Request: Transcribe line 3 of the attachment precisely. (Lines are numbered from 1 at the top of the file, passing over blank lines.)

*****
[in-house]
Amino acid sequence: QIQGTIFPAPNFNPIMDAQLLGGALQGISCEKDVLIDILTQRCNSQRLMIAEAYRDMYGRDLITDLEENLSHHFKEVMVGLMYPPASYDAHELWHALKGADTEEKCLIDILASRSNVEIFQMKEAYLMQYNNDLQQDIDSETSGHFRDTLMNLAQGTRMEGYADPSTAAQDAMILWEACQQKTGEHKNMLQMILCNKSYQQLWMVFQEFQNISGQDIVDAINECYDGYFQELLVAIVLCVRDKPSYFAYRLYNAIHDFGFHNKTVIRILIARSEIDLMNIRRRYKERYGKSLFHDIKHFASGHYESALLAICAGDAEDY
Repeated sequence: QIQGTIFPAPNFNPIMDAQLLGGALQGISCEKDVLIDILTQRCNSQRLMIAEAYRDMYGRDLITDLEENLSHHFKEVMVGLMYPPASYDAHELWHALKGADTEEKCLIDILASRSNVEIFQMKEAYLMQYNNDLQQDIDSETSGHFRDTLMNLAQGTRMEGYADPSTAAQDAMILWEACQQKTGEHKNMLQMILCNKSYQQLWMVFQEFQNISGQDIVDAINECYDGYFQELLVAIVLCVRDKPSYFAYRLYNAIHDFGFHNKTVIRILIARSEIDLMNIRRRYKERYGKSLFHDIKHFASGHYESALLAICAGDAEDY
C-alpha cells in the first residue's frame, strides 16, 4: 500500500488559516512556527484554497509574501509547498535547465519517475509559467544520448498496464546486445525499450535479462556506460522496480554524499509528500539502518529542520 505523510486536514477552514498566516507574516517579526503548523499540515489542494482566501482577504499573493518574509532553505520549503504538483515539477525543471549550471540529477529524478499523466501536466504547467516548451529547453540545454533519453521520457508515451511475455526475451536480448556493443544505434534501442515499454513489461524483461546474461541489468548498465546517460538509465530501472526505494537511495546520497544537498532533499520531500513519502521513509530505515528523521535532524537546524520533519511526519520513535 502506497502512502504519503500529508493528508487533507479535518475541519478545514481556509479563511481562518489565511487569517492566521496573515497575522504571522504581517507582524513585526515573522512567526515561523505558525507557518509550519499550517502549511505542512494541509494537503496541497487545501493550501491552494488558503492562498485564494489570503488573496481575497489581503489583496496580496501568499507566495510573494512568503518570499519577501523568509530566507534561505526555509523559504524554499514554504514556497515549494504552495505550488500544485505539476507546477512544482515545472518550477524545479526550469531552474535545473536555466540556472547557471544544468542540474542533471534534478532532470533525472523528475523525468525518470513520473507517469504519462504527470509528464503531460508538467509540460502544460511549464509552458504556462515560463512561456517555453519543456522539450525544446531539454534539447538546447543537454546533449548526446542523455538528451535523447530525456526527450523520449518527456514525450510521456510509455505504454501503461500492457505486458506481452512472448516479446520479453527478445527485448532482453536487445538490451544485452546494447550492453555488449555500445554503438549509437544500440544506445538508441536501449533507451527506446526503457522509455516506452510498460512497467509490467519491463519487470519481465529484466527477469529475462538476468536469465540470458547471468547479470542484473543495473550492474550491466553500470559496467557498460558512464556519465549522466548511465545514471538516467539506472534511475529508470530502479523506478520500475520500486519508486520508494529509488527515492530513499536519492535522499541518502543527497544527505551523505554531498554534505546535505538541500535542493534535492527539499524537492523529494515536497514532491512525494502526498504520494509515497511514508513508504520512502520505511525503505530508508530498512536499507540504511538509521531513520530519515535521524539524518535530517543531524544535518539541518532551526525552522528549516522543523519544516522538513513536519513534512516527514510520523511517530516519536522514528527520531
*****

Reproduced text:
Repeated sequence: QIQGTIFPAPNFNPIMDAQLLGGALQGISCEKDVLIDILTQRCNSQRLMIAEAYRDMYGRDLITDLEENLSHHFKEVMVGLMYPPASYDAHELWHALKGADTEEKCLIDILASRSNVEIFQMKEAYLMQYNNDLQQDIDSETSGHFRDTLMNLAQGTRMEGYADPSTAAQDAMILWEACQQKTGEHKNMLQMILCNKSYQQLWMVFQEFQNISGQDIVDAINECYDGYFQELLVAIVLCVRDKPSYFAYRLYNAIHDFGFHNKTVIRILIARSEIDLMNIRRRYKERYGKSLFHDIKHFASGHYESALLAICAGDAEDY